Sticking to dietary recommendations would save 33,000 lives a year in the UK

December 15, 2010

If everyone in the UK ate their "five a day," and cut their dietary salt and unhealthy fat intake to recommended levels, 33,000 deaths could be prevented or delayed every year, reveals research published online in the Journal of Epidemiology and Community Health.

Eating five portions of fruit and vegetables a day accounts for almost half of these saved lives, the study shows. Recommended salt and fat intakes would need to be drastically reduced to achieve similar health benefits, say the authors.

The researchers base their findings on national data for the years 2005 to 2007 for all four UK countries.

Their data sources included deaths from coronary heart disease, stroke and cancers; figures on food and nutrient consumption; and in-depth high quality analyses of published evidence on the contribution of diet to serious illness and premature death.

They fed all this information into a conceptual framework (DIETRON model) in a bid to calculate the number of lives that could be saved if UK dietary recommendations on the consumption of fats, salt, fibre and fruits and vegetables were all met.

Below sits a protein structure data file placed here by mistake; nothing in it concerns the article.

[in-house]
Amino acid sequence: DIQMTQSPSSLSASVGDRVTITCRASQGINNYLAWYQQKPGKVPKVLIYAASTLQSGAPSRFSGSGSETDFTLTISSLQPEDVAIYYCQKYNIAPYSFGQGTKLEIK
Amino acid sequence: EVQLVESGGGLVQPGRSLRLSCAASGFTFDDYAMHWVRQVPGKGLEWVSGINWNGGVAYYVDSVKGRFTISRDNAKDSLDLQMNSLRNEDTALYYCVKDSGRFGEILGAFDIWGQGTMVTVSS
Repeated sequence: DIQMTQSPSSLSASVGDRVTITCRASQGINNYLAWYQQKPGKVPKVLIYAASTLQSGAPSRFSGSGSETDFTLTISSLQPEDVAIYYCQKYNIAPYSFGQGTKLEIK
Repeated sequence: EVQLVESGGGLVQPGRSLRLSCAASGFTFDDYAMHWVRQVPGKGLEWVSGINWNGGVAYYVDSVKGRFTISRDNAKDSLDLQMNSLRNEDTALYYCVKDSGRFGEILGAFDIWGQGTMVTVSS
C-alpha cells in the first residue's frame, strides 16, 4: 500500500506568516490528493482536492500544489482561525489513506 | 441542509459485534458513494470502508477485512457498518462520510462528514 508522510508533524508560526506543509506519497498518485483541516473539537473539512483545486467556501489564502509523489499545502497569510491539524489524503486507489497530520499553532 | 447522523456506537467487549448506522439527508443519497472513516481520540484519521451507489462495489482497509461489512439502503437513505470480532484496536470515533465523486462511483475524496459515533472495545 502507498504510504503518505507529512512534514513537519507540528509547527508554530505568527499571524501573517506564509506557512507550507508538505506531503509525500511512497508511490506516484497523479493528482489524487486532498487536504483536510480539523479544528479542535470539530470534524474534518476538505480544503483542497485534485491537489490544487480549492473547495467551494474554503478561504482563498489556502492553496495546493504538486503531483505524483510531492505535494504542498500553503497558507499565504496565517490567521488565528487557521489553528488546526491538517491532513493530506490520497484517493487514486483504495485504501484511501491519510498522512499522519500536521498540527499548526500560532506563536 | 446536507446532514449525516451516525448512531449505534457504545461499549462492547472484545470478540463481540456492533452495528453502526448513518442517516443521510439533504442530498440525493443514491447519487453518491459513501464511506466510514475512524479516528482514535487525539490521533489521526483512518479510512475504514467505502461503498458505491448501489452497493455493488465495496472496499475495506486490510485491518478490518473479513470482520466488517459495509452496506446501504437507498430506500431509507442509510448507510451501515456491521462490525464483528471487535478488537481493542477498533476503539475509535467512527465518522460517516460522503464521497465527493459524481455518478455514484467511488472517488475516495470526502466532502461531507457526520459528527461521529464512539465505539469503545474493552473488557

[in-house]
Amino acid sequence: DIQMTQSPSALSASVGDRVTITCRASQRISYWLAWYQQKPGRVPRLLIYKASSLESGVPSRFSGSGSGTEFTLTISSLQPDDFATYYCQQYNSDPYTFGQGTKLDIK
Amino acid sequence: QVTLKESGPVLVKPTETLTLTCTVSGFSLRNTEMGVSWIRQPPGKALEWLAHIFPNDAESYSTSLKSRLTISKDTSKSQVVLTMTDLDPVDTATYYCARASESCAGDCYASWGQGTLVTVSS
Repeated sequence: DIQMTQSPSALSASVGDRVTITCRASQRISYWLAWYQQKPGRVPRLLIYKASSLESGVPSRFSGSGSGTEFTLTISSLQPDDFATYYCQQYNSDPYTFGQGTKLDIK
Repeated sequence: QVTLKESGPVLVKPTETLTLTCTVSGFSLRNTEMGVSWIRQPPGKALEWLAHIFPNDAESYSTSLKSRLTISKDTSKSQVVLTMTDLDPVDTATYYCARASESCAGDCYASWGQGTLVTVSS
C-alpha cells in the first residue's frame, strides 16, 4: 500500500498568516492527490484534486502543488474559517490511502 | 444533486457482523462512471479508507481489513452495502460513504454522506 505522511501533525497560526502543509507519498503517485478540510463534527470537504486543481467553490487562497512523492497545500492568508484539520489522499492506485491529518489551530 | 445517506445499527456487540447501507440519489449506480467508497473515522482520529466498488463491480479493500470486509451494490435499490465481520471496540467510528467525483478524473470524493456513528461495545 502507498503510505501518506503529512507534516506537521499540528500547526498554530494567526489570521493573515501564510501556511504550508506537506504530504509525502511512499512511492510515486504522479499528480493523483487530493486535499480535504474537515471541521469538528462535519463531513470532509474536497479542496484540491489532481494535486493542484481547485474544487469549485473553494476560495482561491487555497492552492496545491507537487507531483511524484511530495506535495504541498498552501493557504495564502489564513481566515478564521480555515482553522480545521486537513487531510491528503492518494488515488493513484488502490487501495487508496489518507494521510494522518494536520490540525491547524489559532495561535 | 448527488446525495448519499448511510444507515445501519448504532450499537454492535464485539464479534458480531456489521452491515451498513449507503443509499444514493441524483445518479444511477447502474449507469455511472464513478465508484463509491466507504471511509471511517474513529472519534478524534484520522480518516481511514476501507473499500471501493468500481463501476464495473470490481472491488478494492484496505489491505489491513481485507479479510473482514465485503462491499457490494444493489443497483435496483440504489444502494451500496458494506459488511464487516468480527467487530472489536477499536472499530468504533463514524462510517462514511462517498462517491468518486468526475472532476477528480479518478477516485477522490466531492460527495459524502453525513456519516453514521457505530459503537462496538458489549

These stipulate the daily consumption of 440 g of fruits and vegetables; 18 g of fibre; a third of total energy to be provided by fats, with saturated fat comprising 10% of this; and a maximum 6 g of salt.

In 2007, none of the UK countries met any of these recommendations, with Scotland and Northern Ireland the furthest away from achieving them.

Their calculations showed that the recommendation for fruit and vegetables - "five a day" - made the largest contribution, staving off more than 7,000 deaths a year from coronary heart disease and almost 5,000 from cancer, adding up to more than 15,000 preventable deaths a year.

But nearly 4,000 annual deaths could be prevented by sticking to the recommendations on dietary fibre, while those on fats and salt would save almost 7,000 and 7,500 respectively.

When taken together, the figures add up to 33,000 lives a year, say the authors. Men and those living in Northern Ireland have the most to gain, the figures indicate.

While boosting fruit and vegetable consumption would have the most positive effect on health outcomes, there is scope for more to be achieved by lowering recommended levels of salt and fat consumption, say the authors.

"In order to achieve a reduction in mortalities similar to those attained by achieving the fruit and vegetables recommendation, the salt recommendation should be set at 3.5 g per day," they say.

"To achieve a similar reduction in cardiovascular mortalities, the saturated fat recommendation should be set at 3% of total energy," they add.
-end-


BMJ

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